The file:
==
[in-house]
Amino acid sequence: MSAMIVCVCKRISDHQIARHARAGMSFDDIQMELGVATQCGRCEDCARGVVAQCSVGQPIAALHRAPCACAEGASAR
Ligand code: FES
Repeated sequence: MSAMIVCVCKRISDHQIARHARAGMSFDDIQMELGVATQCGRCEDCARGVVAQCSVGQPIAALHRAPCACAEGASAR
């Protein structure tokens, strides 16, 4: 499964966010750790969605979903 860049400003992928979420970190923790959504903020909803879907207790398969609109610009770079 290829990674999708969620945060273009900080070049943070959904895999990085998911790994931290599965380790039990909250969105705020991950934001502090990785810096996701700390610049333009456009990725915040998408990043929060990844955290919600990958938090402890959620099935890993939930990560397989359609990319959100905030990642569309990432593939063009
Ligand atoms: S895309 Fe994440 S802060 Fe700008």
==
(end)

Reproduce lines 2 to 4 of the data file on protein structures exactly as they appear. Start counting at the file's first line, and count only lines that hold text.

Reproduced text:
Amino acid sequence: MSAMIVCVCKRISDHQIARHARAGMSFDDIQMELGVATQCGRCEDCARGVVAQCSVGQPIAALHRAPCACAEGASAR
Ligand code: FES
Repeated sequence: MSAMIVCVCKRISDHQIARHARAGMSFDDIQMELGVATQCGRCEDCARGVVAQCSVGQPIAALHRAPCACAEGASAR